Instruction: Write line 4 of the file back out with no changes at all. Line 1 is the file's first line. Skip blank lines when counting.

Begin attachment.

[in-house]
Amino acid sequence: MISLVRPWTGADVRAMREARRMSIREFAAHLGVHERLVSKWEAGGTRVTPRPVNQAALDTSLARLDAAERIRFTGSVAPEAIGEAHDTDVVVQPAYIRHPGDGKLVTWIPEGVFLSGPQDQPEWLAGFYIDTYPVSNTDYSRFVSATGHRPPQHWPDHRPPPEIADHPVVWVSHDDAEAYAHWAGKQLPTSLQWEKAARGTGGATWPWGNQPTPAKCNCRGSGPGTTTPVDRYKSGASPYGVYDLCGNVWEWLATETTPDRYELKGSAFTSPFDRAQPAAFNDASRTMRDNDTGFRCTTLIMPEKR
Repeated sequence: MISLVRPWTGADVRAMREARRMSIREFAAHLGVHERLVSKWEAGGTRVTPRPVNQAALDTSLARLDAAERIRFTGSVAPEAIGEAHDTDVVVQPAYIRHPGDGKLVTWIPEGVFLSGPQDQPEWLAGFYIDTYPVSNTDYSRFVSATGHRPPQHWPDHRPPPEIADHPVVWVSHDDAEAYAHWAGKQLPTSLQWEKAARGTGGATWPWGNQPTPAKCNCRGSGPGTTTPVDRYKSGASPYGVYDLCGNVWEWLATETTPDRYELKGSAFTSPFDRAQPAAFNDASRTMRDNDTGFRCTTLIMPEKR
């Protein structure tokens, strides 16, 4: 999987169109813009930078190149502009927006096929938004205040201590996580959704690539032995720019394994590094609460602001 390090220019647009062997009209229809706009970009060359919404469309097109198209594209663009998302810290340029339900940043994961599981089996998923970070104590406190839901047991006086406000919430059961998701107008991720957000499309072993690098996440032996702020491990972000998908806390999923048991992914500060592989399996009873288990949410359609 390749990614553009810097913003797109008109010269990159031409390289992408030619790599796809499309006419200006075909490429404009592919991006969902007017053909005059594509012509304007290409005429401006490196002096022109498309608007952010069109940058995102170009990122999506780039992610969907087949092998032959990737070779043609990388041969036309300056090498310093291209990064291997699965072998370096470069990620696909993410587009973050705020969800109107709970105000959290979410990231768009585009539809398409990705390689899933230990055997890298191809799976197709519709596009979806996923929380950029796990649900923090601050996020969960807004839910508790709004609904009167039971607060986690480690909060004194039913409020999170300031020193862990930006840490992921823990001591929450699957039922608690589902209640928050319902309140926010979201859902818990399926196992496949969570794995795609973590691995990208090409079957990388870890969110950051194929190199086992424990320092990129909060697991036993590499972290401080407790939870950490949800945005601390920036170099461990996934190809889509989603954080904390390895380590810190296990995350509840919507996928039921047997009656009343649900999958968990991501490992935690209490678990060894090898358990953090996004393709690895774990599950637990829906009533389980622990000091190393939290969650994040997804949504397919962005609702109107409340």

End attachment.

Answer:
């Protein structure tokens, strides 16, 4: 999987169109813009930078190149502009927006096929938004205040201590996580959704690539032995720019394994590094609460602001 390090220019647009062997009209229809706009970009060359919404469309097109198209594209663009998302810290340029339900940043994961599981089996998923970070104590406190839901047991006086406000919430059961998701107008991720957000499309072993690098996440032996702020491990972000998908806390999923048991992914500060592989399996009873288990949410359609 390749990614553009810097913003797109008109010269990159031409390289992408030619790599796809499309006419200006075909490429404009592919991006969902007017053909005059594509012509304007290409005429401006490196002096022109498309608007952010069109940058995102170009990122999506780039992610969907087949092998032959990737070779043609990388041969036309300056090498310093291209990064291997699965072998370096470069990620696909993410587009973050705020969800109107709970105000959290979410990231768009585009539809398409990705390689899933230990055997890298191809799976197709519709596009979806996923929380950029796990649900923090601050996020969960807004839910508790709004609904009167039971607060986690480690909060004194039913409020999170300031020193862990930006840490992921823990001591929450699957039922608690589902209640928050319902309140926010979201859902818990399926196992496949969570794995795609973590691995990208090409079957990388870890969110950051194929190199086992424990320092990129909060697991036993590499972290401080407790939870950490949800945005601390920036170099461990996934190809889509989603954080904390390895380590810190296990995350509840919507996928039921047997009656009343649900999958968990991501490992935690209490678990060894090898358990953090996004393709690895774990599950637990829906009533389980622990000091190393939290969650994040997804949504397919962005609702109107409340």